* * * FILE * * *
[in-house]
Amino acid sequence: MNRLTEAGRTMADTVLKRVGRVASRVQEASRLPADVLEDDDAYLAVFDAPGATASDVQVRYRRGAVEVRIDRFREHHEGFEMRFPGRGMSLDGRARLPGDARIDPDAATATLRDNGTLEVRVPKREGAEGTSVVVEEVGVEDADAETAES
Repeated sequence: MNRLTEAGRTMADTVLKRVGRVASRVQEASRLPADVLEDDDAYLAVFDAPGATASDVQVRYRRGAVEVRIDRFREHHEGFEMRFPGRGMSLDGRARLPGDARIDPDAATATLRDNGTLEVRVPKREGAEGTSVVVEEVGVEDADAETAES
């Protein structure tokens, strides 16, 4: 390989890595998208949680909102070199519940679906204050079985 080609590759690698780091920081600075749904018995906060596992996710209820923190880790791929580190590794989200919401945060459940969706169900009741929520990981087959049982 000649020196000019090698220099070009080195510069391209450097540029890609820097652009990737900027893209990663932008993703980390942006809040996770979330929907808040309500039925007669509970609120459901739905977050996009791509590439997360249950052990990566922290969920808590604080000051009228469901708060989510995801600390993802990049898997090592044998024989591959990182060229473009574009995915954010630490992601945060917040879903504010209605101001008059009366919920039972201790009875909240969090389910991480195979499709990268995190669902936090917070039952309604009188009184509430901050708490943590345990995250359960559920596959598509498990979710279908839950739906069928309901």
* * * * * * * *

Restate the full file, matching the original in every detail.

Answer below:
[in-house]
Amino acid sequence: MNRLTEAGRTMADTVLKRVGRVASRVQEASRLPADVLEDDDAYLAVFDAPGATASDVQVRYRRGAVEVRIDRFREHHEGFEMRFPGRGMSLDGRARLPGDARIDPDAATATLRDNGTLEVRVPKREGAEGTSVVVEEVGVEDADAETAES
Repeated sequence: MNRLTEAGRTMADTVLKRVGRVASRVQEASRLPADVLEDDDAYLAVFDAPGATASDVQVRYRRGAVEVRIDRFREHHEGFEMRFPGRGMSLDGRARLPGDARIDPDAATATLRDNGTLEVRVPKREGAEGTSVVVEEVGVEDADAETAES
């Protein structure tokens, strides 16, 4: 390989890595998208949680909102070199519940679906204050079985 080609590759690698780091920081600075749904018995906060596992996710209820923190880790791929580190590794989200919401945060459940969706169900009741929520990981087959049982 000649020196000019090698220099070009080195510069391209450097540029890609820097652009990737900027893209990663932008993703980390942006809040996770979330929907808040309500039925007669509970609120459901739905977050996009791509590439997360249950052990990566922290969920808590604080000051009228469901708060989510995801600390993802990049898997090592044998024989591959990182060229473009574009995915954010630490992601945060917040879903504010209605101001008059009366919920039972201790009875909240969090389910991480195979499709990268995190669902936090917070039952309604009188009184509430901050708490943590345990995250359960559920596959598509498990979710279908839950739906069928309901």